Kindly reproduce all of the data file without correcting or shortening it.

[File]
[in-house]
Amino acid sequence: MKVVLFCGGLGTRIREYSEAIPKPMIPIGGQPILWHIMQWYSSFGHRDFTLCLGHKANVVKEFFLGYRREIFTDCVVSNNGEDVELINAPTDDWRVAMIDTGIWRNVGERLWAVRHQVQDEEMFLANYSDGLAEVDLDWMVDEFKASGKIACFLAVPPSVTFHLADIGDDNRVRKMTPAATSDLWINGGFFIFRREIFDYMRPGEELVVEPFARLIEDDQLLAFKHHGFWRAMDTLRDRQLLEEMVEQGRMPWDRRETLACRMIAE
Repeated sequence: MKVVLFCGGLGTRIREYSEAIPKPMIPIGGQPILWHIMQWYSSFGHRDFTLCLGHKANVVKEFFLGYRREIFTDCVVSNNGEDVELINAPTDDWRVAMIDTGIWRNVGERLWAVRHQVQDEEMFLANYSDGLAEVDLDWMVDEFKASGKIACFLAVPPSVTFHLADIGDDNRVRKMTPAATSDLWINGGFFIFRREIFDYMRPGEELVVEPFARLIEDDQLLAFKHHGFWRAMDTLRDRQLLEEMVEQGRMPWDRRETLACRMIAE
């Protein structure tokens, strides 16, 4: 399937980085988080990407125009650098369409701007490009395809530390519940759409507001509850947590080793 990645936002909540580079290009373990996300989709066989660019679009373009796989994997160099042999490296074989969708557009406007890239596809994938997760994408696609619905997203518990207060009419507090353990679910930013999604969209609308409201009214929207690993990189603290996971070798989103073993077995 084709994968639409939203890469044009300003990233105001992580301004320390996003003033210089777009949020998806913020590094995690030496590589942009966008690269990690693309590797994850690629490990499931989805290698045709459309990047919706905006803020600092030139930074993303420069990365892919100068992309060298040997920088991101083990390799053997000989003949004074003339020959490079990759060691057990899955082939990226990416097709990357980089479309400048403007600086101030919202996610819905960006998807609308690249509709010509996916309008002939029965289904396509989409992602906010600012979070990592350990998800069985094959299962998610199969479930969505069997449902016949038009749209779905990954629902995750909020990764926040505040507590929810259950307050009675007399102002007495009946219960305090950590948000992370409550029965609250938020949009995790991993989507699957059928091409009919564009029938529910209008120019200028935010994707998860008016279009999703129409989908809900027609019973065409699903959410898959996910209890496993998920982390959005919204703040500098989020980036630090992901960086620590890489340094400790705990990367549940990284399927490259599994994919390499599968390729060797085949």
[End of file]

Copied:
[in-house]
Amino acid sequence: MKVVLFCGGLGTRIREYSEAIPKPMIPIGGQPILWHIMQWYSSFGHRDFTLCLGHKANVVKEFFLGYRREIFTDCVVSNNGEDVELINAPTDDWRVAMIDTGIWRNVGERLWAVRHQVQDEEMFLANYSDGLAEVDLDWMVDEFKASGKIACFLAVPPSVTFHLADIGDDNRVRKMTPAATSDLWINGGFFIFRREIFDYMRPGEELVVEPFARLIEDDQLLAFKHHGFWRAMDTLRDRQLLEEMVEQGRMPWDRRETLACRMIAE
Repeated sequence: MKVVLFCGGLGTRIREYSEAIPKPMIPIGGQPILWHIMQWYSSFGHRDFTLCLGHKANVVKEFFLGYRREIFTDCVVSNNGEDVELINAPTDDWRVAMIDTGIWRNVGERLWAVRHQVQDEEMFLANYSDGLAEVDLDWMVDEFKASGKIACFLAVPPSVTFHLADIGDDNRVRKMTPAATSDLWINGGFFIFRREIFDYMRPGEELVVEPFARLIEDDQLLAFKHHGFWRAMDTLRDRQLLEEMVEQGRMPWDRRETLACRMIAE
């Protein structure tokens, strides 16, 4: 399937980085988080990407125009650098369409701007490009395809530390519940759409507001509850947590080793 990645936002909540580079290009373990996300989709066989660019679009373009796989994997160099042999490296074989969708557009406007890239596809994938997760994408696609619905997203518990207060009419507090353990679910930013999604969209609308409201009214929207690993990189603290996971070798989103073993077995 084709994968639409939203890469044009300003990233105001992580301004320390996003003033210089777009949020998806913020590094995690030496590589942009966008690269990690693309590797994850690629490990499931989805290698045709459309990047919706905006803020600092030139930074993303420069990365892919100068992309060298040997920088991101083990390799053997000989003949004074003339020959490079990759060691057990899955082939990226990416097709990357980089479309400048403007600086101030919202996610819905960006998807609308690249509709010509996916309008002939029965289904396509989409992602906010600012979070990592350990998800069985094959299962998610199969479930969505069997449902016949038009749209779905990954629902995750909020990764926040505040507590929810259950307050009675007399102002007495009946219960305090950590948000992370409550029965609250938020949009995790991993989507699957059928091409009919564009029938529910209008120019200028935010994707998860008016279009999703129409989908809900027609019973065409699903959410898959996910209890496993998920982390959005919204703040500098989020980036630090992901960086620590890489340094400790705990990367549940990284399927490259599994994919390499599968390729060797085949």